As an organisation committed to fighting colonialism and forms of domination flowing from it, Media Review Network (MRN) supports the fundamental objective of the Fees Must Fall (FMF) movement: the provision of free, decolonised, quality, higher education at campuses that reject cultural imperialism and racism flowing from coloniality.
In resisting the corporatisation of higher education (where knowledge is sold as a commodity only to the privileged) FMF – like the Occupy and Black Lives Matter movements in the United States and the Palestinian struggle against Apartheid Israel – is part of a larger, international struggle against the many faces of racism and colonialism.
FMF is also a reflection of other crises in post-1994 South Africa, and cannot be separated from the current struggles for quality basic education, healthcare, water and sanitation, housing, employment, public transport, electricity and the provision of basic services. MRN, therefore, rejects the criminalisation of the FMF movement and its leaders, by the government’s police forces.
Scenes of students being hunted and arrested, and reports of protesters being fired upon with rubber bullets, live ammunition, stun grenades, and Israeli-sourced water cannons are reminiscent of the Apartheid government’s response to student protests. University management’s deployment of private security forces, ill-equipped to handle protests, has further exacerbated the crisis. This violent suppression of student protests also raises serious questions about whether students can enjoy freedom of expression during future campus-based mass actions and activities.
Attempts to trivialise and depict FMF as a new, violent and criminal phenomenon must be rejected. Since 1994, there has been ongoing, overwhelmingly non-violent, protests by students and some academics in response to the chronic underfunding of higher education. Focusing only on criminal and political opportunists looting stores and burning buildings belittles this long-standing student movement and diverts public attention away from the original objectives of the FMF movement: opening the doors of learning to all. In this regard, strong leadership and discipline is required from students who must stand firm against the infiltration of criminal and violent elements, factionalism, fragmentation, and political manipulation of their justifiable movement – all of which diminishes FMF’s legitimacy in the eyes of the South African public.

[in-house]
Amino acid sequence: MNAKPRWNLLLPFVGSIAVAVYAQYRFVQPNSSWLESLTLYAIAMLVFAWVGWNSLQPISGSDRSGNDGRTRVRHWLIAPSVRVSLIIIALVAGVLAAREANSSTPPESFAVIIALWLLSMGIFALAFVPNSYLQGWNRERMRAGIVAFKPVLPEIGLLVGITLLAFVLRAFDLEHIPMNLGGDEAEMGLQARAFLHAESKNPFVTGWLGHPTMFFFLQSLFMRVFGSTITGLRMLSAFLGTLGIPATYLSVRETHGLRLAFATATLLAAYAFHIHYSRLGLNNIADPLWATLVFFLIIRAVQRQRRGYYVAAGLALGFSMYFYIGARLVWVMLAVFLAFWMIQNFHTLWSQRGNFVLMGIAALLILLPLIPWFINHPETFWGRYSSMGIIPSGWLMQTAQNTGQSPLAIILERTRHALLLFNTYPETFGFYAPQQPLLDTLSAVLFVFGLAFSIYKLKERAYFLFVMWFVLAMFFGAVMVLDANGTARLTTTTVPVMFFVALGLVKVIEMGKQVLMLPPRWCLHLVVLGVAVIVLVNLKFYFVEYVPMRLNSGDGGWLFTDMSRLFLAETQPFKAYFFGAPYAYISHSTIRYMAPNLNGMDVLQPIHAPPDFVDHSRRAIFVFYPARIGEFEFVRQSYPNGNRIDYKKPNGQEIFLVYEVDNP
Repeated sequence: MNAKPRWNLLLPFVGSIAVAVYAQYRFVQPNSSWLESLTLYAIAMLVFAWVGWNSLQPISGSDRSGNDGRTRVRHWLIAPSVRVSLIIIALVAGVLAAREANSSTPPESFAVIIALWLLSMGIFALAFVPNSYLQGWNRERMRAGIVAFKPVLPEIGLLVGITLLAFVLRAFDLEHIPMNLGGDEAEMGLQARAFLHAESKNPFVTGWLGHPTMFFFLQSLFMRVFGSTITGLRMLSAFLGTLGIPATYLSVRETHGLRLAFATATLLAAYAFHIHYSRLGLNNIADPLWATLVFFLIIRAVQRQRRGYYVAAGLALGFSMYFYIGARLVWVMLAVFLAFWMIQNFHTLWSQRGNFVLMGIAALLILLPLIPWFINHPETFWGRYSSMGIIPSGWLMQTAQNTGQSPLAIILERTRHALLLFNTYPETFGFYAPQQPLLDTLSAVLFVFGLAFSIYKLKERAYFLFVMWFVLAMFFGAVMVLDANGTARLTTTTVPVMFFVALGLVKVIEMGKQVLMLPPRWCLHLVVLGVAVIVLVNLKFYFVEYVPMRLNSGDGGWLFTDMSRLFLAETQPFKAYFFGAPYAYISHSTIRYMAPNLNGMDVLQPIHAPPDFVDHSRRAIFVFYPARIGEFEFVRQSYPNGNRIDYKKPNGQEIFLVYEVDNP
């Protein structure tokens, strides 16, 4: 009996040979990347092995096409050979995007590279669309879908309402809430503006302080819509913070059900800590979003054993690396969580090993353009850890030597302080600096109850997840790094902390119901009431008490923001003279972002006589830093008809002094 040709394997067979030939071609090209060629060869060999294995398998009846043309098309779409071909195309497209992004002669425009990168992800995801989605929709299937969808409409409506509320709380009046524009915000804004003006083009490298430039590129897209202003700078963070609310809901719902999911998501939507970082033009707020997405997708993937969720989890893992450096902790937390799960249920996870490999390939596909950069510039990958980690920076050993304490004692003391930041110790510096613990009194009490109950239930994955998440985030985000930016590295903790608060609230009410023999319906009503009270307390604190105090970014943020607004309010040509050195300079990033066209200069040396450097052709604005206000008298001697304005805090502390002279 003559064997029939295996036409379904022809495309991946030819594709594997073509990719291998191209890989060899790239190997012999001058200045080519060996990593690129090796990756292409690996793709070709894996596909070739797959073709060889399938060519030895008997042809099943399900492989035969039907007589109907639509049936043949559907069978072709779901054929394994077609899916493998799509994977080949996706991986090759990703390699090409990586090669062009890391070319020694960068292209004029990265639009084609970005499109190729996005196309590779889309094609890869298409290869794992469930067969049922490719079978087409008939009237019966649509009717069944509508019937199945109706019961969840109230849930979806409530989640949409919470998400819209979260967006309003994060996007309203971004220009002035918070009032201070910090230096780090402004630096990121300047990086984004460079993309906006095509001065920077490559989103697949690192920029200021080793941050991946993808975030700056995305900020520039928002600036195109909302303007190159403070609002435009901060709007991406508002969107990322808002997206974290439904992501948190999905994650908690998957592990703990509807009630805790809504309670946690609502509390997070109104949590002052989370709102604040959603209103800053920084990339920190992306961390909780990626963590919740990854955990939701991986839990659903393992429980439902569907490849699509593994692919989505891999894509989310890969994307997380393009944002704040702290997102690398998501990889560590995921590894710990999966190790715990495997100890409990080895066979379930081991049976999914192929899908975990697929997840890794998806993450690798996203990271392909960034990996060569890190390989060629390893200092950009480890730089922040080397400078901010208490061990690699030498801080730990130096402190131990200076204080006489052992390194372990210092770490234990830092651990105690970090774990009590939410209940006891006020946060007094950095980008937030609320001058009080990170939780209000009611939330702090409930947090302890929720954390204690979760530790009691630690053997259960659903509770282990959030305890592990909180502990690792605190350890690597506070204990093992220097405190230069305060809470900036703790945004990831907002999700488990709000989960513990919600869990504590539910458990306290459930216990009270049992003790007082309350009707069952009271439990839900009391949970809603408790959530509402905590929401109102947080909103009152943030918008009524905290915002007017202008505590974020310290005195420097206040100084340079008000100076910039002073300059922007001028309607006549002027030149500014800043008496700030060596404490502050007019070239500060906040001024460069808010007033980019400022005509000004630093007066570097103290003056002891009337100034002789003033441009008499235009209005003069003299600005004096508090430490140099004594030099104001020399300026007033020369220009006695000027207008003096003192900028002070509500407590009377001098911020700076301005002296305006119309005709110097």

The root cause of the student protests lies in the office of President Jacob Zuma, and is compounded by the current political crisis in government. Students cannot be blamed for this crisis, neither are they ultimately responsible for its resolution. While university management’s role in the militarisation of campuses has aggravated the protests, it must be recognised that they, too, have no power to change the underlying structural conditions responsible for our higher education crisis – only the government does.
Our attention must shift away from students and university management to the authorities who brought us to this point. The government’s Fees Commission set up in January 2016 lacks transparency, is unfocused and slow, and its completion date has now been shifted. Rather than demanding answers from student leaders, we must demand that the government work together with students, management, academics and all other stakeholders in an atmosphere of mutual respect and good faith, with concrete time-frames, to achieve free education for all.
Nelson Mandela reminded us that “it is through education that the daughter of a peasant can become a doctor, that the son of a mineworker can become the head of the mine, that a child of farm-workers can become the president of a great nation.” The core of FMF is based on this premise, and our country’s future is dependent on it. However, this can only be achieved through strong leadership by all key stakeholders – supported by civil society – and with political will from government.
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